How do 3rd party companies unlock devices then?

Third-party may have access to software and unlock codes from some carriers it will still verify the status of your device to protect against any kind of fraud or theft, but they are compensated when they can unlock a phone. You might have some obstacles in your way either way though.

Most companies can process and unlock electronically or their website. Some even provide instructions on how to do it yourself. No matter what route you choose you'll need that unique identifier number, the IMEI, that we discussed earlier in this post.

Whatever path you take, you will need the IMEI, as that is the unique identifier for the device.

They will check this IMEI against various databases to check for things like theft or fraud.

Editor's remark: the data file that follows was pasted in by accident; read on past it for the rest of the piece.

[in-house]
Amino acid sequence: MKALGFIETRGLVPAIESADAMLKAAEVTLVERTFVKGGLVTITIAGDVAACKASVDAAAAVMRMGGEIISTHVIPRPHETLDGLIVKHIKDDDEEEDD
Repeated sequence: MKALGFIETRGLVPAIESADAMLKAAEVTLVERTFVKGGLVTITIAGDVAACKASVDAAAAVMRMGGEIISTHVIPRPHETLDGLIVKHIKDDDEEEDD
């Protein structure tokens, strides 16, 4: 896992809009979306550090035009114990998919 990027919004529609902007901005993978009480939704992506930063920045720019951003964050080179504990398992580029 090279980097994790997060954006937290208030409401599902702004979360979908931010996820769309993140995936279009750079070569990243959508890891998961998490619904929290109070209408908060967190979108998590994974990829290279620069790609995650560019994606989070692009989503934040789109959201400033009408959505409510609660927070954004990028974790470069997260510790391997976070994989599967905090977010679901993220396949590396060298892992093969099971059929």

Pricing varies, depending on the type of device you have, as well as the carrier. All these factors play into complexity potentials when it comes to unlocking that particular device. The more complex it is, the more expensive it will be.

You can typically expect to pay anywhere from $0 up to $50 to process the unlock.

While not overly expensive, it is nice knowing that it is overall affordable to process an unlock.

Be sure that the company you select the process unlock if it's not the main carrier that the device was on, is a reputable and trustworthy company. There are underground organizations that look for IMEI numbers that can utilize those numbers in unjust ways. There are tricky and scammy ways that this number can be used, so make sure it isn’t out in public. Before handing over this number, just make sure that the company handles it carefully.